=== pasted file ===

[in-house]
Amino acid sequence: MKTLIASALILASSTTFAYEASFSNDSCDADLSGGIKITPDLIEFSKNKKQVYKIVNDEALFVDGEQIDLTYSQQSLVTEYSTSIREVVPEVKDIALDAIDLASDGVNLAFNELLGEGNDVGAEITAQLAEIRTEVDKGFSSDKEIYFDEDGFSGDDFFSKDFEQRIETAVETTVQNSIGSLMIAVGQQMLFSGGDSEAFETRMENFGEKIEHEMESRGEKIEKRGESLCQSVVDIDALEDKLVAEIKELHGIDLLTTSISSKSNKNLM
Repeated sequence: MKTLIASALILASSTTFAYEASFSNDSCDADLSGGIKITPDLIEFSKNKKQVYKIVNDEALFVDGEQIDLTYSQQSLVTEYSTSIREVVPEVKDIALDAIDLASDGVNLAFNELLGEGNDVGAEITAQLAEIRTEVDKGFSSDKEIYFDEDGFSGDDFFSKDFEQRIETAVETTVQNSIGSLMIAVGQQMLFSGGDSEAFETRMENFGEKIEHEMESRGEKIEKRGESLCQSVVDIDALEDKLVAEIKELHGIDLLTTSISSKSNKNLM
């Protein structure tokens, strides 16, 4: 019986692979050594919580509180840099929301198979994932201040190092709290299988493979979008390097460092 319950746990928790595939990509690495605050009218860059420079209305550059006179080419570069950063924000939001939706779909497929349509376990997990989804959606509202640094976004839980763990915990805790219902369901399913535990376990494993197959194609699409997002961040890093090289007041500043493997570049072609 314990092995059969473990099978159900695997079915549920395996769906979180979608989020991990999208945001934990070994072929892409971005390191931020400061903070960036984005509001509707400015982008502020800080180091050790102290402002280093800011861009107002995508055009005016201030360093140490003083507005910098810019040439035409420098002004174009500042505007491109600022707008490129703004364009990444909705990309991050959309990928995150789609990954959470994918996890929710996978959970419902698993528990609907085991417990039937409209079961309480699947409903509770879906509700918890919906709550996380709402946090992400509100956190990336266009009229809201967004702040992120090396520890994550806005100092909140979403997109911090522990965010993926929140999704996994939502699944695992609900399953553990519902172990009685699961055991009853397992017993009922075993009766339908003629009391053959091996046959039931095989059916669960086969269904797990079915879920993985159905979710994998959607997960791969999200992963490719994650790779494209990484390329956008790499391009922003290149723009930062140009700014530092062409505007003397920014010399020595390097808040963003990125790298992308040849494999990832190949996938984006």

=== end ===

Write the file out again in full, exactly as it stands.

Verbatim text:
[in-house]
Amino acid sequence: MKTLIASALILASSTTFAYEASFSNDSCDADLSGGIKITPDLIEFSKNKKQVYKIVNDEALFVDGEQIDLTYSQQSLVTEYSTSIREVVPEVKDIALDAIDLASDGVNLAFNELLGEGNDVGAEITAQLAEIRTEVDKGFSSDKEIYFDEDGFSGDDFFSKDFEQRIETAVETTVQNSIGSLMIAVGQQMLFSGGDSEAFETRMENFGEKIEHEMESRGEKIEKRGESLCQSVVDIDALEDKLVAEIKELHGIDLLTTSISSKSNKNLM
Repeated sequence: MKTLIASALILASSTTFAYEASFSNDSCDADLSGGIKITPDLIEFSKNKKQVYKIVNDEALFVDGEQIDLTYSQQSLVTEYSTSIREVVPEVKDIALDAIDLASDGVNLAFNELLGEGNDVGAEITAQLAEIRTEVDKGFSSDKEIYFDEDGFSGDDFFSKDFEQRIETAVETTVQNSIGSLMIAVGQQMLFSGGDSEAFETRMENFGEKIEHEMESRGEKIEKRGESLCQSVVDIDALEDKLVAEIKELHGIDLLTTSISSKSNKNLM
């Protein structure tokens, strides 16, 4: 019986692979050594919580509180840099929301198979994932201040190092709290299988493979979008390097460092 319950746990928790595939990509690495605050009218860059420079209305550059006179080419570069950063924000939001939706779909497929349509376990997990989804959606509202640094976004839980763990915990805790219902369901399913535990376990494993197959194609699409997002961040890093090289007041500043493997570049072609 314990092995059969473990099978159900695997079915549920395996769906979180979608989020991990999208945001934990070994072929892409971005390191931020400061903070960036984005509001509707400015982008502020800080180091050790102290402002280093800011861009107002995508055009005016201030360093140490003083507005910098810019040439035409420098002004174009500042505007491109600022707008490129703004364009990444909705990309991050959309990928995150789609990954959470994918996890929710996978959970419902698993528990609907085991417990039937409209079961309480699947409903509770879906509700918890919906709550996380709402946090992400509100956190990336266009009229809201967004702040992120090396520890994550806005100092909140979403997109911090522990965010993926929140999704996994939502699944695992609900399953553990519902172990009685699961055991009853397992017993009922075993009766339908003629009391053959091996046959039931095989059916669960086969269904797990079915879920993985159905979710994998959607997960791969999200992963490719994650790779494209990484390329956008790499391009922003290149723009930062140009700014530092062409505007003397920014010399020595390097808040963003990125790298992308040849494999990832190949996938984006």